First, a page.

Japan Geoscience Union Meeting 2018

Presentation information

[EE] Oral

M (Multidisciplinary and Interdisciplinary) » M-AG Applied Geosciences

[M-AG31] CTBTO - Four IMS Technologies for Detecting Nuclear Explosion on the Planet and Their Applications to Earth Science

Thu. May 24, 2018 3:30 PM - 5:00 PM 301A (3F International Conference Hall, Makuhari Messe)

convener:Nurcan Meral Özel (Comprehensive Nuclear-Test-Ban Treaty Organization), Hiroyuki Matsumoto(Japan Agency for Marine-Earth Science and Technology), Yosuke Naoi(国立研究開発法人日本原子力研究開発機構, 共同), Lassina Zerbo(Comprehensive Nuclear-Test-Ban Treaty Organization), Chairperson:Meral Özel Nurcan(Comprehensive Nuclear-Test-Ban Treaty Organization), Matsumoto Hiroyuki(JAMSTEC), Naoi Yosuke(JAEA)

4:00 PM - 4:15 PM

[MAG31-03] Hydroacoustic signals from controlled underwater seismic survey sources in the Pacific

*Tomoaki Yamada1, Georgios Haralabus2, Mario Zampolli2, Kevin Heaney3 (1.Earthquake Research Institute, the University of Tokyo, 2.CTBTO, 3.OASIS)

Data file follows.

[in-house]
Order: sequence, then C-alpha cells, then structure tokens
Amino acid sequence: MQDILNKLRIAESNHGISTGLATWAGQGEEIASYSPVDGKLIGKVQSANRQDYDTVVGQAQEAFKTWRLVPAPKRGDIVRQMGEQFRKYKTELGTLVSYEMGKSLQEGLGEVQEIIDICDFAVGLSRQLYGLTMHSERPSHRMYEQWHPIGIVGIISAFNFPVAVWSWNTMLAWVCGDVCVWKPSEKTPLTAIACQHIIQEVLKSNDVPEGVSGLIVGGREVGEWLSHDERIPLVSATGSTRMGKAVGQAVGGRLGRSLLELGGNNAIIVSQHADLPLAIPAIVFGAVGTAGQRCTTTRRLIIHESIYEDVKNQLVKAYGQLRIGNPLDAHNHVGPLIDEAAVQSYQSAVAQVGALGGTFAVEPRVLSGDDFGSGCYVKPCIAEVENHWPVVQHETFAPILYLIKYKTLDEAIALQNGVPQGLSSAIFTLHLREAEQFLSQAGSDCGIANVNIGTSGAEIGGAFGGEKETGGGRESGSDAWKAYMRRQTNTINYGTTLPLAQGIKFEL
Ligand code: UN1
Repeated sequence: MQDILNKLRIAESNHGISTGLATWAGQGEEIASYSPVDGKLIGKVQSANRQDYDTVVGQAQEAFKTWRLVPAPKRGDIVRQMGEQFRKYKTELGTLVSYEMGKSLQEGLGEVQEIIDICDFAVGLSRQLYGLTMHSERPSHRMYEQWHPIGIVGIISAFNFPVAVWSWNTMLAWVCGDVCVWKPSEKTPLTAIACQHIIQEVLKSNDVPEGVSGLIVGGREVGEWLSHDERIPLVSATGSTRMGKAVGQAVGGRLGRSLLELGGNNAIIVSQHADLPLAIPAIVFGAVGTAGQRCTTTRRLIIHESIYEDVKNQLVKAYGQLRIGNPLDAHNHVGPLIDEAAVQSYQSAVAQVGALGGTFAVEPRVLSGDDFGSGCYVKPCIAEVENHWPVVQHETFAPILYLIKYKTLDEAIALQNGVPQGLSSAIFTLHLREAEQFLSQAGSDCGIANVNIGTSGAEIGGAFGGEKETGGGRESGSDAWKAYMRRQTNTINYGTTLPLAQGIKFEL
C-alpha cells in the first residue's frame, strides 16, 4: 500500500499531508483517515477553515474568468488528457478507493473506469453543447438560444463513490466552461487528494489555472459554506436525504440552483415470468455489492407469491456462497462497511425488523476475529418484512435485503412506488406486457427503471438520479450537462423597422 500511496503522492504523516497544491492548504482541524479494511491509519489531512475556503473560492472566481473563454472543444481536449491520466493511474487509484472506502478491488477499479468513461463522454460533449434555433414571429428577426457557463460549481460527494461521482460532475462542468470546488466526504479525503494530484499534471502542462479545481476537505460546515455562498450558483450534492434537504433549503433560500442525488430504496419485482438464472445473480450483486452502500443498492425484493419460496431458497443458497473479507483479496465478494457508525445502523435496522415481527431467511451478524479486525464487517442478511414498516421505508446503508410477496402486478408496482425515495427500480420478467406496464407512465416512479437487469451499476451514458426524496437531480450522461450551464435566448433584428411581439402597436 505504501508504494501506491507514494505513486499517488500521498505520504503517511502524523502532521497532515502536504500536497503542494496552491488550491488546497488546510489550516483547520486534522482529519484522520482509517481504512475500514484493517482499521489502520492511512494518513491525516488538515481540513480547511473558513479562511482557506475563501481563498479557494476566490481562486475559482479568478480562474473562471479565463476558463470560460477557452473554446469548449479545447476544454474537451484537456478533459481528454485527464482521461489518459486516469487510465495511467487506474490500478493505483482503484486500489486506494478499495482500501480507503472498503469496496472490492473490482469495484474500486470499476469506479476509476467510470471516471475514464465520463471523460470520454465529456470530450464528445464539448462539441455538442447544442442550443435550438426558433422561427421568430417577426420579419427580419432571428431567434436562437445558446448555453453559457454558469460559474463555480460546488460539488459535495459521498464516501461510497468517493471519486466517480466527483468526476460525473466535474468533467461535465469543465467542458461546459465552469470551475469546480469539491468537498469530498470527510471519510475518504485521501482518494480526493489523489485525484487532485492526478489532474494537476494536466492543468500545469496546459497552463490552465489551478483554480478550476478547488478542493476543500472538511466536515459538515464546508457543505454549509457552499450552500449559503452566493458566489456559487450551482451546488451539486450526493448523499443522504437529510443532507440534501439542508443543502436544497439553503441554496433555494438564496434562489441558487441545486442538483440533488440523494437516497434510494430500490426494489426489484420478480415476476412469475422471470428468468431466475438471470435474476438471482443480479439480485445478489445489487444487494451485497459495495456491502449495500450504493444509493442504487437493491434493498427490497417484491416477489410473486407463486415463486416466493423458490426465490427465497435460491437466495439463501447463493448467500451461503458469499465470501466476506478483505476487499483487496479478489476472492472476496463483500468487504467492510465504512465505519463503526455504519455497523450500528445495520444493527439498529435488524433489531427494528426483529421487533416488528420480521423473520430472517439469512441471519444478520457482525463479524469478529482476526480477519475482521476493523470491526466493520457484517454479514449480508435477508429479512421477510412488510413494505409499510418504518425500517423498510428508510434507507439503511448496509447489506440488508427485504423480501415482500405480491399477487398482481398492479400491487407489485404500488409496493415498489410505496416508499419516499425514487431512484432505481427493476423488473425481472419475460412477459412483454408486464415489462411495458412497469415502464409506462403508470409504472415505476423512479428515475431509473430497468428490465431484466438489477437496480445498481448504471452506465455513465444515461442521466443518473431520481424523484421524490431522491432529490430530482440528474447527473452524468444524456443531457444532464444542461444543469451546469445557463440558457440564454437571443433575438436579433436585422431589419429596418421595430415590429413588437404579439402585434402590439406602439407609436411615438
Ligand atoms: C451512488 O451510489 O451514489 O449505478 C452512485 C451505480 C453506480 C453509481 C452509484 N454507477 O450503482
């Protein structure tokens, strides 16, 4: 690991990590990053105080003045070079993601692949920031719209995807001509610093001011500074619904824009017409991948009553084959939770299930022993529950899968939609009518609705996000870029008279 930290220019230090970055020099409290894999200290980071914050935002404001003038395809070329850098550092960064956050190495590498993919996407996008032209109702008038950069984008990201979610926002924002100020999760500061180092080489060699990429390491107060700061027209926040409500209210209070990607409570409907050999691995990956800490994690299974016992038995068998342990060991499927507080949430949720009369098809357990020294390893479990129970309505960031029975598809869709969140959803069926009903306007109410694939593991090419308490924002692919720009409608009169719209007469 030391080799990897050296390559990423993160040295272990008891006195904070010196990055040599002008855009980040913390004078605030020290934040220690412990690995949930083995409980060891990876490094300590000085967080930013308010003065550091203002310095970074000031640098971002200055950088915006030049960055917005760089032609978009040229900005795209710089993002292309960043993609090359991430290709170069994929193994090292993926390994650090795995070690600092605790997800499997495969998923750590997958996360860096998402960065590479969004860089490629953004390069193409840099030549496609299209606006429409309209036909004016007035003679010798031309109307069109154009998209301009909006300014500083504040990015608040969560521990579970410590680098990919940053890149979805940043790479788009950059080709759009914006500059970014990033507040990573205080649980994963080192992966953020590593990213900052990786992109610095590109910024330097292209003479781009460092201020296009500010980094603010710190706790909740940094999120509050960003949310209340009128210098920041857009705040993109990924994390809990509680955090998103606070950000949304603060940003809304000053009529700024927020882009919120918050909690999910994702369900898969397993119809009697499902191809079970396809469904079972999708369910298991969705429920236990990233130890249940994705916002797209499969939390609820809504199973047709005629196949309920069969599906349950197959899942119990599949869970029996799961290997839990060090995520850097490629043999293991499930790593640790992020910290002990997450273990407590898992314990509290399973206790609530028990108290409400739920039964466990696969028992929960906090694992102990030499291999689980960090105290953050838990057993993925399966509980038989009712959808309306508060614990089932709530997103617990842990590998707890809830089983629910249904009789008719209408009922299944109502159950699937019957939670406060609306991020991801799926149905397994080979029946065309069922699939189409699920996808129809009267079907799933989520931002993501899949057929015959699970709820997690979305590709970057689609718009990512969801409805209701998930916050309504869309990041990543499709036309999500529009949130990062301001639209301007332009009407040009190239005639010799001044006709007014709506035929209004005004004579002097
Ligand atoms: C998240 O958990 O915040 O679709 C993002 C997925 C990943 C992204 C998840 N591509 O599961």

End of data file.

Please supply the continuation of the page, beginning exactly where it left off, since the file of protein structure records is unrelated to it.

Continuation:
The hydroacoustic stations of the International Monitoring System (IMS) monitor the world oceans for signs of underwater explosions. These stations also record signals from a variety of sources, such as, earthquakes, marine mammals, or geophysical airgun surveys. However, data from controlled underwater explosions with precise shot times, locations, and near-source signal characterization are rarely observed. In this work, data are analyzed from controlled underwater explosive sources used for seismic surveys, whose information such as origin time, location and time are known. The sounds emitted by these explosions were recorded by the CTBT IMS hydrophone stations HA11 (Wake Island, USA) and HA03 (Robinson Crusoe Island, Chile), and by ad-hoc sea bottom sensors in the Pacific. Shallow and small underwater explosions above both slope zones and flat terrains were detected at both stations. The received signal powers and arrival times fluctuate significantly even when the source depth, magnitude and propagation distances are almost the same. Observed and simulated data suggest that sea floor topography effects play a key role in the fluctuations. Observed back azimuth, source depth and magnitude will also be discussed.